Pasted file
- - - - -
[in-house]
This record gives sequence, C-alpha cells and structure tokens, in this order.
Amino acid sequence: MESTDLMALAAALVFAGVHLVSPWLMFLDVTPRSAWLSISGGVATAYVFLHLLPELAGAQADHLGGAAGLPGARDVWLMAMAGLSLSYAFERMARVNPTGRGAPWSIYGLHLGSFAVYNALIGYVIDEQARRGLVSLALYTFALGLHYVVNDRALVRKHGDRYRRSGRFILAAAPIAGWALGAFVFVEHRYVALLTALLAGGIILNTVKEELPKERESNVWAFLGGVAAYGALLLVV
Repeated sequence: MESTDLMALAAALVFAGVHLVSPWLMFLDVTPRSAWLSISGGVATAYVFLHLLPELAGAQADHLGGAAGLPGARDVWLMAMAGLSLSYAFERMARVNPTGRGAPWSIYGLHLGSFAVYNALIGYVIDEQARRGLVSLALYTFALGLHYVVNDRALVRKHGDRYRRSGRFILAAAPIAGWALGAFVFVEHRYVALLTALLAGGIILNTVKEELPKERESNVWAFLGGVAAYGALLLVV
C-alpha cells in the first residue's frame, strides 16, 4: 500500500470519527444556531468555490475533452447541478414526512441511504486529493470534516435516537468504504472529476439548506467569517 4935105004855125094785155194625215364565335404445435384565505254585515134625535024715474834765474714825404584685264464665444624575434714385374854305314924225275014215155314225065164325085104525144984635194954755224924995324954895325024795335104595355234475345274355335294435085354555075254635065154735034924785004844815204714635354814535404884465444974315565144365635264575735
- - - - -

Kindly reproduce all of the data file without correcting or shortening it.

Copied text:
[in-house]
This record gives sequence, C-alpha cells and structure tokens, in this order.
Amino acid sequence: MESTDLMALAAALVFAGVHLVSPWLMFLDVTPRSAWLSISGGVATAYVFLHLLPELAGAQADHLGGAAGLPGARDVWLMAMAGLSLSYAFERMARVNPTGRGAPWSIYGLHLGSFAVYNALIGYVIDEQARRGLVSLALYTFALGLHYVVNDRALVRKHGDRYRRSGRFILAAAPIAGWALGAFVFVEHRYVALLTALLAGGIILNTVKEELPKERESNVWAFLGGVAAYGALLLVV
Repeated sequence: MESTDLMALAAALVFAGVHLVSPWLMFLDVTPRSAWLSISGGVATAYVFLHLLPELAGAQADHLGGAAGLPGARDVWLMAMAGLSLSYAFERMARVNPTGRGAPWSIYGLHLGSFAVYNALIGYVIDEQARRGLVSLALYTFALGLHYVVNDRALVRKHGDRYRRSGRFILAAAPIAGWALGAFVFVEHRYVALLTALLAGGIILNTVKEELPKERESNVWAFLGGVAAYGALLLVV
C-alpha cells in the first residue's frame, strides 16, 4: 500500500470519527444556531468555490475533452447541478414526512441511504486529493470534516435516537468504504472529476439548506467569517 4935105004855125094785155194625215364565335404445435384565505254585515134625535024715474834765474714825404584685264464665444624575434714385374854305314924225275014215155314225065164325085104525144984635194954755224924995324954895325024795335104595355234475345274355335294435085354555075254635065154735034924785004844815204714635354814535404884465444974315565144365635264575735